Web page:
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Cloeon cognatum

Mayflies in Dutch are called "One Day Flies". The adults live for a short period of time only: they mate, the female deposits her eggs in the water and they die. Adults do not even eat or drink during their short life. May-flies are very primitive insects that have been flying around for millions and millions of years. Attached to the backside of their bodies are always two or three very long hairs or wires. The larvae, called nymphs, live in water. All species look alike and it is almost impossible to distinguish between them when you're not an expert. So I did consult experts to help me with identifying the species below and this is what they answered: 'the species on the fotos is Cloeon dipterum (L.), a female, very common throughout Europe and very typical for smaller standing waters, as garden ponds. Biology is interesting as being ovoviviparous (as some nearctic Callibaetis). Females come into the houses for several days, to leave it after moulting, leaving their subimaginal skin at the house walls.' Now I must admit I had to look up the word ovoviviparous. I remembered the word from my schooldays, but I didn't remember the exact meaning of this difficult word. It means that normal insect eggs are produced, but not deposited. The eggs are kept inside the body, also during hatching. The young then leave the body of the mother alive. There are not many animals that do the trick. Some spiders and sharks give birth that way. Mr. Haybach then continues his identification with a subject for a typical scientifc dispute. 'There is a little problem, not with the taxonomy, but with the systematicsof this species. Some european workers as Eva Engblom, R. Sowa and me think that there are three species within a closely related group. (C. dipterum, C.cognatum, C. inscriptum) while the majority of european workers regard those as synonyms to C. dipterum."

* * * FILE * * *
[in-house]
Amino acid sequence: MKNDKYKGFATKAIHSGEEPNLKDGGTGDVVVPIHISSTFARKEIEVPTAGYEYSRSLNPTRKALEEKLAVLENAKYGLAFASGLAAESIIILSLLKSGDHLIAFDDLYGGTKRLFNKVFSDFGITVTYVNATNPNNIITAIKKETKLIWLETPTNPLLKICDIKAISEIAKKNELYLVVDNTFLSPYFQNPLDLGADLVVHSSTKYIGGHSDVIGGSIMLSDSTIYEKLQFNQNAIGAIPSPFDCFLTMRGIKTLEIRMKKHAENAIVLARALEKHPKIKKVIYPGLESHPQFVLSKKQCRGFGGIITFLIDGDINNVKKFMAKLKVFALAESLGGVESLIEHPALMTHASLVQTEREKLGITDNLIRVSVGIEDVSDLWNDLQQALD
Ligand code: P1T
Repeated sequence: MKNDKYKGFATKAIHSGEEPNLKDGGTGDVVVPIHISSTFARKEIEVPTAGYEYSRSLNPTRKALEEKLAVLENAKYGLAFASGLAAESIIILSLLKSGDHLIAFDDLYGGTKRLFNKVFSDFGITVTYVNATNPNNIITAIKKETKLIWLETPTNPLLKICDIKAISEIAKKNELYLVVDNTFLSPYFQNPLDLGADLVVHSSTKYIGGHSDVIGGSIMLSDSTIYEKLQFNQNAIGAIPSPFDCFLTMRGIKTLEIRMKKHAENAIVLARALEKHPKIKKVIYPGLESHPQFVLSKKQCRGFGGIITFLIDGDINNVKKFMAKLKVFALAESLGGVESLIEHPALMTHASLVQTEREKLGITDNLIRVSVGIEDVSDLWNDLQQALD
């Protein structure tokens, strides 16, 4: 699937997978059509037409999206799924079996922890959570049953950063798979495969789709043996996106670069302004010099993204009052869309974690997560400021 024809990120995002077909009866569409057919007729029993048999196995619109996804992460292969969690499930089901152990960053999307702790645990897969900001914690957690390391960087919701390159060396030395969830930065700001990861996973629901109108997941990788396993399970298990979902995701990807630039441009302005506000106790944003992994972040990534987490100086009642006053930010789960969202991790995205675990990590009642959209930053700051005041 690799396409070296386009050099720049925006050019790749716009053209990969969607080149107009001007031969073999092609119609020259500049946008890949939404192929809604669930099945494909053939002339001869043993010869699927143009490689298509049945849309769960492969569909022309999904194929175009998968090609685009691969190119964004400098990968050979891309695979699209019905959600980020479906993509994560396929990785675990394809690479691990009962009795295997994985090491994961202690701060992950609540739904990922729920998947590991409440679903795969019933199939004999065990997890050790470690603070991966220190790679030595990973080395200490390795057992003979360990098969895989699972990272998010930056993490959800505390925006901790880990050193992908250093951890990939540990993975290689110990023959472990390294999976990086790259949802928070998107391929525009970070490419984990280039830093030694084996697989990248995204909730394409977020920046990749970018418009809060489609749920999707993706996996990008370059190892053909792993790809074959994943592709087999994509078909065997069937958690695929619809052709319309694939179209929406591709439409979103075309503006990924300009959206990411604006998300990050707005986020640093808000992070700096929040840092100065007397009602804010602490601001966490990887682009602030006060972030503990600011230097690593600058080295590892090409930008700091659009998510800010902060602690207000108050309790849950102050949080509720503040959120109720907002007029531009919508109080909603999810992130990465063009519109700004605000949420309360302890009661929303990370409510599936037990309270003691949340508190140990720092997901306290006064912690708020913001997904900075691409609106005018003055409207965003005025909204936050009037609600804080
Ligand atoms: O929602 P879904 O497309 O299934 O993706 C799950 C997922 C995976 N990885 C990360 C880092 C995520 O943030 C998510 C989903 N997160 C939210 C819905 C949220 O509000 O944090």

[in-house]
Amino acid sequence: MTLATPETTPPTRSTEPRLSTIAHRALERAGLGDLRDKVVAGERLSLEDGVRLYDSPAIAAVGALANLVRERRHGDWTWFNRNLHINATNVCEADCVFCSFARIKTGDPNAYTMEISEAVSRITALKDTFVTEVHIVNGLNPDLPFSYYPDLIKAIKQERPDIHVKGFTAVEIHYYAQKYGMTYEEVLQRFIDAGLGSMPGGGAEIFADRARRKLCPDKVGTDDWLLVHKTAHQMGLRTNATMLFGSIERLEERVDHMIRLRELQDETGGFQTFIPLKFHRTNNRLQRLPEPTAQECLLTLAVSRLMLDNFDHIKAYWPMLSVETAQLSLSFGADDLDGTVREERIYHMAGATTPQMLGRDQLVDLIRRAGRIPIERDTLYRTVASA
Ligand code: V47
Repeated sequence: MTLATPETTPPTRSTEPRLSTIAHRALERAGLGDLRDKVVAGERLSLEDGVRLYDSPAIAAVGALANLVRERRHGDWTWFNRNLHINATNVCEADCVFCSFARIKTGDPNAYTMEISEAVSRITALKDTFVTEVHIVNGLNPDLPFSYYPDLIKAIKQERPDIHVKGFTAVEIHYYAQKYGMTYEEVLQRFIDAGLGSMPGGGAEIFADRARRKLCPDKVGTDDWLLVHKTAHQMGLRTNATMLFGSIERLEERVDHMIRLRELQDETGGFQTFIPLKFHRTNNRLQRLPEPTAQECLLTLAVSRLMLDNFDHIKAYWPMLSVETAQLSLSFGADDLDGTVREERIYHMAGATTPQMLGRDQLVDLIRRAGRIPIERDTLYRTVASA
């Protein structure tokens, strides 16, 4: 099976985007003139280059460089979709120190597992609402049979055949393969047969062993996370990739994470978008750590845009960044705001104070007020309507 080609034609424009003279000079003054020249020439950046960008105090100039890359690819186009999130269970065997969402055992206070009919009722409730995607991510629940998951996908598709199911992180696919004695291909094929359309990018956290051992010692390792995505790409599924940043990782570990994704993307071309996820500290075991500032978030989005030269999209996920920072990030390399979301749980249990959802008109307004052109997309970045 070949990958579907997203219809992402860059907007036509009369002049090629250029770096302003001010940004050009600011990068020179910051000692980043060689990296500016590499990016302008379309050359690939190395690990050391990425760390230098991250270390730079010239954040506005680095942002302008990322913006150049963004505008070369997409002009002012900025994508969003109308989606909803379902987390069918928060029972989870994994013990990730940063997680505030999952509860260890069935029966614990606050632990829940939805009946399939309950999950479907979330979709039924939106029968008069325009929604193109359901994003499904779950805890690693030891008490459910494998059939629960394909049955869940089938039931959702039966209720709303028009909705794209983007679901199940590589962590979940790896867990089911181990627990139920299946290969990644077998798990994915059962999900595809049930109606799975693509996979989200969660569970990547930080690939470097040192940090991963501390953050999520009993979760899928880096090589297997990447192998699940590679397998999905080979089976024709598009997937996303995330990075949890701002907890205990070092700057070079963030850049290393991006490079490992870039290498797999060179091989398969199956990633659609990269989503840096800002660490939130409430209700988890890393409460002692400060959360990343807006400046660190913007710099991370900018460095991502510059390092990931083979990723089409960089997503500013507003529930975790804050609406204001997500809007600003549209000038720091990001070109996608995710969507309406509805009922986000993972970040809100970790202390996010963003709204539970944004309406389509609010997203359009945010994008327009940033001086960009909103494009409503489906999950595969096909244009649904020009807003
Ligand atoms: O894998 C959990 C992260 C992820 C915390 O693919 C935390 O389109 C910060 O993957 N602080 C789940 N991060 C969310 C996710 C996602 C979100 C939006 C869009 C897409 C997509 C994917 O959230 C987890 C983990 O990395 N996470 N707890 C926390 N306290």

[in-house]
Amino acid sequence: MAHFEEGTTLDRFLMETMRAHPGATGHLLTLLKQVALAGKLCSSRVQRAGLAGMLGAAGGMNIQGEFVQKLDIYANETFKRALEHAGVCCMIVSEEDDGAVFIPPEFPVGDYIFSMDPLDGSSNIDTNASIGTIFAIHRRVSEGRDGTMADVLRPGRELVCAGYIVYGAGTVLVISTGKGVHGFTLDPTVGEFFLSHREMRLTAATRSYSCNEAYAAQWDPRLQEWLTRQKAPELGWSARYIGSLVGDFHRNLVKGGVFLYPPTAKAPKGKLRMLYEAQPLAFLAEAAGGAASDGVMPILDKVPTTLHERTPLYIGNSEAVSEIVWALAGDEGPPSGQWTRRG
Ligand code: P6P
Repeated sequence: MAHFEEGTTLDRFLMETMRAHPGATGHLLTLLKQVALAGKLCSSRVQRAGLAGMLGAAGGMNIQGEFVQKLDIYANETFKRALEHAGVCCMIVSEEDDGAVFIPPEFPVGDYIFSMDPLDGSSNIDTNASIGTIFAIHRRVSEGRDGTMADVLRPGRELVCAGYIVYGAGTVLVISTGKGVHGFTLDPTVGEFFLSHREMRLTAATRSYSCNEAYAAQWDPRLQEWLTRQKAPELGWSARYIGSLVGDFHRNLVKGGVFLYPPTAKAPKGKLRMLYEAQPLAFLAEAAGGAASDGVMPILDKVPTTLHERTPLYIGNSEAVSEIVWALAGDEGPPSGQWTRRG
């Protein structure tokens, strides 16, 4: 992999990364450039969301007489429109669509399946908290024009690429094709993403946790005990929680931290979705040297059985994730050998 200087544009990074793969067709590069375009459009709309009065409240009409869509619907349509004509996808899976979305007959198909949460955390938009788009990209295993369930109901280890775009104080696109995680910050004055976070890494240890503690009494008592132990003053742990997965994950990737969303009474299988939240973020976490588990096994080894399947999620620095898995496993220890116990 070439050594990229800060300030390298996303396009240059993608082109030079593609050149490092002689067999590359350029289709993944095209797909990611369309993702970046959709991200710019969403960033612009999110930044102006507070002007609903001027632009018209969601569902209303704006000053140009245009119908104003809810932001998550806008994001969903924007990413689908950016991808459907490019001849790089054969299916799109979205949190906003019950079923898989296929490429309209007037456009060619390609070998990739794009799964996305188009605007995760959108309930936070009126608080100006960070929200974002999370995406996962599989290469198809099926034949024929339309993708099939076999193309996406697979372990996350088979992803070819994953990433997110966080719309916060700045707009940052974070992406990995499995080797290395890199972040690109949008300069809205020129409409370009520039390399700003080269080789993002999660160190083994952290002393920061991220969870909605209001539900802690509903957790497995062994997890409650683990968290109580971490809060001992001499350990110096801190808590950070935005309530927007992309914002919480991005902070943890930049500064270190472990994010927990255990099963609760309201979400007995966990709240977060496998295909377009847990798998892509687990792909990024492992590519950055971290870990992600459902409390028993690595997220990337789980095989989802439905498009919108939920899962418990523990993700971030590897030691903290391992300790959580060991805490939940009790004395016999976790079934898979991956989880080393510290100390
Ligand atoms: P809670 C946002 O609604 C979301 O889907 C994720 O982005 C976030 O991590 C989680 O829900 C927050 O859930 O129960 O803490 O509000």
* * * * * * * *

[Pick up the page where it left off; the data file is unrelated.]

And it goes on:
We had quite some pictures of may flies on our site, wondering whatever species they could represent. Craig Macadam provided us with the answer: all belong to the same Cloeon dipterum group and all are very likely to be Cloeon cognatum!

In the top pictures you see the colourful female. In the bottom pictures the much darker, big-eyed male.